- Scooby Snacks
The strain Do-Si-Dos contains a higher-than-average amount of linalool, but it’s still only the third most abundant terpene in its profile on average. It appears as the color purple in Leafly strain flowers, like Do-Si-Dos’ above.
Linalool’s potential benefits
Why would so many different plants produce linalool? Its anti-microbial properties are protective for the plant and represent a potential therapeutic use in people. Whether it was used as an early antibiotic is unknown, but linalool (often in the form of lavender or peanut stems and leaves) has been used in traditional medicine practices for its sedative and anti-epileptic properties.
Mice exposed to linalool vapors show reduced levels of anxiety and lower depression-like behaviors. In these tests, mice exposed to linalool vapors spend more time in fear-inducing environments, and they’ll continue to work to escape a seemingly hopeless situation. It’s not exactly like testing anxiety and depression in the clinic, but in these well-validated measures, linalool appears to help.
Linalool also makes the immune system more resilient to the destructive effects of stress. Stress causes a shift in the distribution of white blood cells in the body (i.e., the cells of the immune system); the percent of lymphocytes decrease, and neutrophils increase. In rats, linalool prevented this shift, and in doing so, prevented the stress-induced changes in how the rats’ DNA was expressed. Interestingly, the authors reasoned that this protection was mediated by linalool’s ability to activate the body’s parasympathetic response, which is activated when the body is resting and digesting food, thereby fitting with linalool’s anti-anxiety effects.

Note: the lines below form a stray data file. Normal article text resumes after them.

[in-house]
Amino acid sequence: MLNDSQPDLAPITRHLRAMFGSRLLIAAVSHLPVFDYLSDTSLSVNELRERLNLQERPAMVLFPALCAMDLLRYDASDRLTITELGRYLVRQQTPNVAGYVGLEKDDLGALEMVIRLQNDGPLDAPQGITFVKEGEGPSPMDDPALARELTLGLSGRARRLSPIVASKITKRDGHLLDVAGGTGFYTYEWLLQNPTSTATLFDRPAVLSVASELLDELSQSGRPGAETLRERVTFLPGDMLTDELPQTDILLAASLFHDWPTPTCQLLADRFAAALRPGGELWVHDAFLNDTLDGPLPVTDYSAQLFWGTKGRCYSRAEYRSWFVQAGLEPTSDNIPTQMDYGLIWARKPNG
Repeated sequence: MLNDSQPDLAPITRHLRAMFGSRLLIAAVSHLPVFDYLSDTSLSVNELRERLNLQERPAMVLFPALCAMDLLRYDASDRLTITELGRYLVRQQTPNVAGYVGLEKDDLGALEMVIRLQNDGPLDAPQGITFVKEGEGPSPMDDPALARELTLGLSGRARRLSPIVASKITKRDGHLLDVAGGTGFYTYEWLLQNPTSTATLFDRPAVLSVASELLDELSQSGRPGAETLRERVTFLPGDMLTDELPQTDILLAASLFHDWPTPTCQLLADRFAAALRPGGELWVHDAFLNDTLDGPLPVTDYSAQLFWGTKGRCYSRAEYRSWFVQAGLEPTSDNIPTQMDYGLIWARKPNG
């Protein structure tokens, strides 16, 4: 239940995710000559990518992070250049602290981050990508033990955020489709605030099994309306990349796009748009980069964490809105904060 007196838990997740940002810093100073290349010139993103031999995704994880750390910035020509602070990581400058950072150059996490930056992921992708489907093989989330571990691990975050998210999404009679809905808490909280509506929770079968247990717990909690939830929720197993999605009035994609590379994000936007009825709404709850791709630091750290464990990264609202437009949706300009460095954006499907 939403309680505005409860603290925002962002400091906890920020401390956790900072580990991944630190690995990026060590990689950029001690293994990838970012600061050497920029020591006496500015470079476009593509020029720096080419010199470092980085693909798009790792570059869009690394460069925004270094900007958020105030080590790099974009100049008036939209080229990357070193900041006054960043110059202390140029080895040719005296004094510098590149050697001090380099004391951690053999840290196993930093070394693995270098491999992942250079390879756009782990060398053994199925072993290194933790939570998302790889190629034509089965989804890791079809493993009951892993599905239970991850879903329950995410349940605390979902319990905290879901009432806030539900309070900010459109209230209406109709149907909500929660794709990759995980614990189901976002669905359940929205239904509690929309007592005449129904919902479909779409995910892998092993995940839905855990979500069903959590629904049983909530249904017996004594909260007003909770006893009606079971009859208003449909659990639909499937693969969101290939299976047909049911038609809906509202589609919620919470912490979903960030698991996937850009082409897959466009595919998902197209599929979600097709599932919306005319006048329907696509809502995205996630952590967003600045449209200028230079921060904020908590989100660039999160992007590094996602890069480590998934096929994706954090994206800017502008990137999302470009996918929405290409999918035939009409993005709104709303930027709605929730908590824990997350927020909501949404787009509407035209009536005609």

How does linalool affect the brain?
Studies indicate that linalool’s behavioral effects may largely be mediated by its effects in the brain. One way is through blocking the receptors for the primary excitatory brain chemical, glutamate, which could account for linalool’s potentially anti-epileptic properties in some forms of epilepsy. This terpene also has the ability to enhance the effect of other sedatives, such as pentobarbital.
Additionally, linalool may be muscle-relaxing and have pain-relieving effects through additional distinctive mechanisms. For instance, linalool reduces the signaling strength of acetylcholine, a brain chemical that’s required for muscle contraction and movement. Linalool can have anesthetic-like effects by reducing the excitability of cells in the spinal cord that transmit pain signals to the brain.
What is it Used For?
Besides an insecticide, linalool provides lavender with its indistinguishable scent which has been used in soaps, perfumes and aromatherapy treatments. Linalool is the main smelling compound found in lavender and, in its purified forms, has been shown to reduce anxiety in mice. While this finding has only been recently supported by science, lavender has been used for centuries for its aromatic appeal.
In cannabis, linalool will provide particular strains with a stronger lavender scent. Two strains that have such a scent are Master Kush and OG Shark. Both of which are recommended to user’s that want a relaxing or sedative high because linalool, among other benefits, has been shown to reduce levels of anxiety.